The entry plaza to the Leonard J. Kaplan Center for Wellness at the University of North Carolina Greensboro is not only beautiful but hard-working.

A variety of hardscape materials and vegetation arranged in a pick-up-sticks pattern visible from the glass-enclosed cardio area cantilevered over the facility's front doors represent a demonstration rain garden, slowing and filtering rainwater and runoff before it enters the storm system and ultimately the local watershed. Brushed concrete intersects with bands of clay paver (a campus staple) and Brazilian hardwood boardwalks, which traverse a mulch bed of trees, flowering plants and switchgrass selected for their ability to tolerate periods of saturation and drought. Two bands are extended by dotted lines of locally sourced granite block, which harken to the retaining walls of a tiered bioswale that's 20 times larger and located on the building's opposite side. "The criss-crossing is really there to be a playful element, to show some of the movement that typically happens in and out of a campus facility like this," says RDG Planning & Design partner Jonathan Martin, one of three landscape architects at the firm to work on the project. "But there's more going on with this than it just being a plaza."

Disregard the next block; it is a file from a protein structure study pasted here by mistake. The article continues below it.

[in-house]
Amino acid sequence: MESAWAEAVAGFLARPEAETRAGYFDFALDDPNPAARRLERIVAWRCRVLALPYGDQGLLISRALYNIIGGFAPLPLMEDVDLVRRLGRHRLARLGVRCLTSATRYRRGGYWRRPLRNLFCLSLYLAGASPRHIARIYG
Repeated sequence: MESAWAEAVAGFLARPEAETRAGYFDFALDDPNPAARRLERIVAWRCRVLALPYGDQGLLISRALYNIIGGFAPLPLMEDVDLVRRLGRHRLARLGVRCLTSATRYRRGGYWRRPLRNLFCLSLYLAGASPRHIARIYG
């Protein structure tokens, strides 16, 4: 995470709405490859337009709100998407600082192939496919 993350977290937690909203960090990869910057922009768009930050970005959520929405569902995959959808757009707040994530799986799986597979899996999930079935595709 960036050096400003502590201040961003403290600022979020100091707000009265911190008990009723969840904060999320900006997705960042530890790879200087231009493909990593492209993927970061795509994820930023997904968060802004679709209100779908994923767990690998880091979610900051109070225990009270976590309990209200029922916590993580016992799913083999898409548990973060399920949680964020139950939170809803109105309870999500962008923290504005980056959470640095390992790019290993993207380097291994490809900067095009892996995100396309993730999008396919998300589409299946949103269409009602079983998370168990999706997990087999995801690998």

This article originally appeared in the June 2017 issue of Athletic Business with the title "Plaza’s playful aesthetics belie work as bioswale" Athletic Business is a free magazine for professionals in the athletic, fitness and recreation industry. Click here to subscribe.

 

 

Paul Steinbach is Senior Editor of Athletic Business.